Is back story woven in? This is another tricky point. we give our characters rich backstory because it’s important. It tells us who they are and why they act this way or that way. But the reader doesn’t need to know the details of these past events. Past events are not the story. Take out that info dump about the third grade school play wardrobe malfunction that left the character with stage fright and just allude to it in the moment when she’s overwhelmed. Maybe she can tell the hero she was a piece of pizza and some strategically placed pepperoni fell off and she doesn’t want to talk about it. That’s enough.

Are all the elements needed at the climax introduced earlier in the story? In a way, this goes back to Chekhov, only in reverse. If that gun will be needed, make sure I know about it. If the villain is the hero’s evil twin, we need to know the hero has a twin.


We’ve determined the story makes sense. We’ve added all the elements we need and removed the ones we don’t. The next ‘big thing’ to clean up would be storytelling. The big thing about storytelling is that the reader needs to understand what is going on. We’ve all heard that there are Rules, and The Rules won’t let you do prologues and epilogues, dream sequences or flashbacks. While I’m not a fan of Rules, I will agree that these things often get in the way of storytelling.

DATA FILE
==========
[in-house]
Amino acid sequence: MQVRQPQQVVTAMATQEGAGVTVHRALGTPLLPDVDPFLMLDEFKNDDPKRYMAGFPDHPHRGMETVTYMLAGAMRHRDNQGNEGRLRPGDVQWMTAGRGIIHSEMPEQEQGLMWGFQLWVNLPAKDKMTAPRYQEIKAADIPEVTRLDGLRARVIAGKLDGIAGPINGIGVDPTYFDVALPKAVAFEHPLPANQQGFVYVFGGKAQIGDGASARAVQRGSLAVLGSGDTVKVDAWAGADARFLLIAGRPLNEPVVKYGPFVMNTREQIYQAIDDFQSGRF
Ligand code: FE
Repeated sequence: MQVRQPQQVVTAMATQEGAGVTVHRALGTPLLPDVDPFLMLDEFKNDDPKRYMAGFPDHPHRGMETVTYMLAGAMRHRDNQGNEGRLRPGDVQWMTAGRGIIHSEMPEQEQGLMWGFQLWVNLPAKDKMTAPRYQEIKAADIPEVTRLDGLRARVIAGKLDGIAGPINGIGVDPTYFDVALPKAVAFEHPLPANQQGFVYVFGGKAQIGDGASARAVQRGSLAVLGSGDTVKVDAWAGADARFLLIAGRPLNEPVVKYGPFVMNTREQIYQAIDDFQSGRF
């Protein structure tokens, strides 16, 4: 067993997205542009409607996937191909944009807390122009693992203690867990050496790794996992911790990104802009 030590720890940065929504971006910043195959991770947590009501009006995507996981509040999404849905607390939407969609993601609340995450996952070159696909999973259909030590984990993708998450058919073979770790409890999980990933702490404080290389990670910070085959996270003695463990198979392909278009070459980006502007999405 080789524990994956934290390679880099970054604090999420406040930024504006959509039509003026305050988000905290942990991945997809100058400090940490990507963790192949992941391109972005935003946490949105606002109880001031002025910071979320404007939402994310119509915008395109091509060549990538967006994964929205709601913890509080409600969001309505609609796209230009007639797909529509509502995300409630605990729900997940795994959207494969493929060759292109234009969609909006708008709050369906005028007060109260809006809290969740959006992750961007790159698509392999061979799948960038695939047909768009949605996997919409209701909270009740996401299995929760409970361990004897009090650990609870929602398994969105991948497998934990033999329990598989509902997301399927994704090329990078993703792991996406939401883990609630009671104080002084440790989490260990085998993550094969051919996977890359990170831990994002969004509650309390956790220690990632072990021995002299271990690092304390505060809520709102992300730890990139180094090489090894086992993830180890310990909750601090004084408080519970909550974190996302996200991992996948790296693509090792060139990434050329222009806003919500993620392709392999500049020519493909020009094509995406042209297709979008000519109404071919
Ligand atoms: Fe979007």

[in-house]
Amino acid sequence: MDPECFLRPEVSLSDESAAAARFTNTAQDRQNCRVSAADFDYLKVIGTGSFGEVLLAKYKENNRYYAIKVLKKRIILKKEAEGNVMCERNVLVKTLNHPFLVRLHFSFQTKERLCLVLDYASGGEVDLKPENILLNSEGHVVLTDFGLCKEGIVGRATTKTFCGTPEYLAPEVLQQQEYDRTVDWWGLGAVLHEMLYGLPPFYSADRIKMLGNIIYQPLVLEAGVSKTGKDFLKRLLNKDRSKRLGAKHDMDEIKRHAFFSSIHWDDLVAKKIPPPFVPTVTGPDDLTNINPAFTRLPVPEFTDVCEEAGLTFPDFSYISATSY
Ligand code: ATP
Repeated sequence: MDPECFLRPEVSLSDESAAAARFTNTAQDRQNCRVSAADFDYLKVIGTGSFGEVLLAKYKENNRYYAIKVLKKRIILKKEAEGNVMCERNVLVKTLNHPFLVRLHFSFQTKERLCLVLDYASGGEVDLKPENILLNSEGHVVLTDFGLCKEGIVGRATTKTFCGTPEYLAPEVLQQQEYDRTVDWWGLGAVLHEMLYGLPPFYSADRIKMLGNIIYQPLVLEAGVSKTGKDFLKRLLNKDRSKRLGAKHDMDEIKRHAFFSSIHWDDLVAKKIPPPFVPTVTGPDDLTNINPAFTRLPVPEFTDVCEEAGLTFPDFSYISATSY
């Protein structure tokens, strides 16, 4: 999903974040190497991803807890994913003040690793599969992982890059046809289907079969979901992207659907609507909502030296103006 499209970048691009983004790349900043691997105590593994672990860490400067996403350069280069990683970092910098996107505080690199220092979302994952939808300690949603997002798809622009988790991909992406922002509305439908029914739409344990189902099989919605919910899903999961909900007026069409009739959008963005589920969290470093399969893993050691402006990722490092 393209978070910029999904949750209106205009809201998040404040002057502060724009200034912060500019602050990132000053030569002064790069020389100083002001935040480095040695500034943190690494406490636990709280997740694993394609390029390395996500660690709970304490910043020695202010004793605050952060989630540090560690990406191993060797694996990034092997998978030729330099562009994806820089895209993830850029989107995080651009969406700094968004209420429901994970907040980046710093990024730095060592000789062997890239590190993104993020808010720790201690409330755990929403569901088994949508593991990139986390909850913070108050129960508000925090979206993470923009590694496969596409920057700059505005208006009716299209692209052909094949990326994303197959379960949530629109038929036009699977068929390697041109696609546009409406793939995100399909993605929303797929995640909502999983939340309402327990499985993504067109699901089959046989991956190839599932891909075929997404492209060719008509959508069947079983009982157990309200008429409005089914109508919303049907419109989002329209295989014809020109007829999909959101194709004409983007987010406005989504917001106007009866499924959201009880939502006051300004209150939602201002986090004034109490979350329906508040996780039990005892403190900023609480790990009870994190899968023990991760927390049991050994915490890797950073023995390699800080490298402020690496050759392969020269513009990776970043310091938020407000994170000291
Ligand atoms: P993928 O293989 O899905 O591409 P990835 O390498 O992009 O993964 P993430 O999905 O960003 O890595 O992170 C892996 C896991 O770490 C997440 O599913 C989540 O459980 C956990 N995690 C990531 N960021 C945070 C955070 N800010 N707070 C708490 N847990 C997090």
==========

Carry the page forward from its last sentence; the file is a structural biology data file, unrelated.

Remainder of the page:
Once again, I’ve dumped a bunch of vague information. Here’s a checklist for putting it into action.


Do your scenes flow together logically? Every story is a journey, and when you’re on a journey, you don’t jump ahead or behind to grab some information, then go back to where you were. The path can wind but it always needs to go from point A, to B to C. make sure everything moves naturally and in order, not just on the scene level, but town to the sentences in a paragraph.

Do you have an appropriate amount of description? This is my nemesis. I like action, but the reader needs to have a working concept of where the characters are and how they move around the space. And description isn’t just physical. The scents, and mood surrounding people and areas play a part in building the story. Too much description or overdone can be a negative thing, too. I don’t need to know about the knotholes dotting the kitchen paneling like spots on a dalmatian, but if you tell me it’s knotty pine, I’ll get the picture.